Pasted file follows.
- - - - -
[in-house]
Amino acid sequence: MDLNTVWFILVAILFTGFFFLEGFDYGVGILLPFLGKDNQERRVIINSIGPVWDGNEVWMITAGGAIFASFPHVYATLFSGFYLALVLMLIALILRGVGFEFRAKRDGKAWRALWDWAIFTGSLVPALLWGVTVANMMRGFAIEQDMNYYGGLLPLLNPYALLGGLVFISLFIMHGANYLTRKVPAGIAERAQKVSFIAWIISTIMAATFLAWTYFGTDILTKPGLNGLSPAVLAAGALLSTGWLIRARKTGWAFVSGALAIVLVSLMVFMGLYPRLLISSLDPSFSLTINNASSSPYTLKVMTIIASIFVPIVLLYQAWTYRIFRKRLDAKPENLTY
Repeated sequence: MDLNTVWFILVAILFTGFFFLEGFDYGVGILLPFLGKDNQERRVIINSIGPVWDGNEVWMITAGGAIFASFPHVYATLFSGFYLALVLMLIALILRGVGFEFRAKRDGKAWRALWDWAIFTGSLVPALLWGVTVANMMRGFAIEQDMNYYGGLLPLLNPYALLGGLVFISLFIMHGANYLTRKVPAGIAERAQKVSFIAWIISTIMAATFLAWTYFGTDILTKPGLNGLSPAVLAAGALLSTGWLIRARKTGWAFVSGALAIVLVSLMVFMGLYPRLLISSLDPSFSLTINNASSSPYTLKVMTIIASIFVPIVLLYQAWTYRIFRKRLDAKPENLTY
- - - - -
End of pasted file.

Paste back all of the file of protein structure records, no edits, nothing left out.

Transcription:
[in-house]
Amino acid sequence: MDLNTVWFILVAILFTGFFFLEGFDYGVGILLPFLGKDNQERRVIINSIGPVWDGNEVWMITAGGAIFASFPHVYATLFSGFYLALVLMLIALILRGVGFEFRAKRDGKAWRALWDWAIFTGSLVPALLWGVTVANMMRGFAIEQDMNYYGGLLPLLNPYALLGGLVFISLFIMHGANYLTRKVPAGIAERAQKVSFIAWIISTIMAATFLAWTYFGTDILTKPGLNGLSPAVLAAGALLSTGWLIRARKTGWAFVSGALAIVLVSLMVFMGLYPRLLISSLDPSFSLTINNASSSPYTLKVMTIIASIFVPIVLLYQAWTYRIFRKRLDAKPENLTY
Repeated sequence: MDLNTVWFILVAILFTGFFFLEGFDYGVGILLPFLGKDNQERRVIINSIGPVWDGNEVWMITAGGAIFASFPHVYATLFSGFYLALVLMLIALILRGVGFEFRAKRDGKAWRALWDWAIFTGSLVPALLWGVTVANMMRGFAIEQDMNYYGGLLPLLNPYALLGGLVFISLFIMHGANYLTRKVPAGIAERAQKVSFIAWIISTIMAATFLAWTYFGTDILTKPGLNGLSPAVLAAGALLSTGWLIRARKTGWAFVSGALAIVLVSLMVFMGLYPRLLISSLDPSFSLTINNASSSPYTLKVMTIIASIFVPIVLLYQAWTYRIFRKRLDAKPENLTY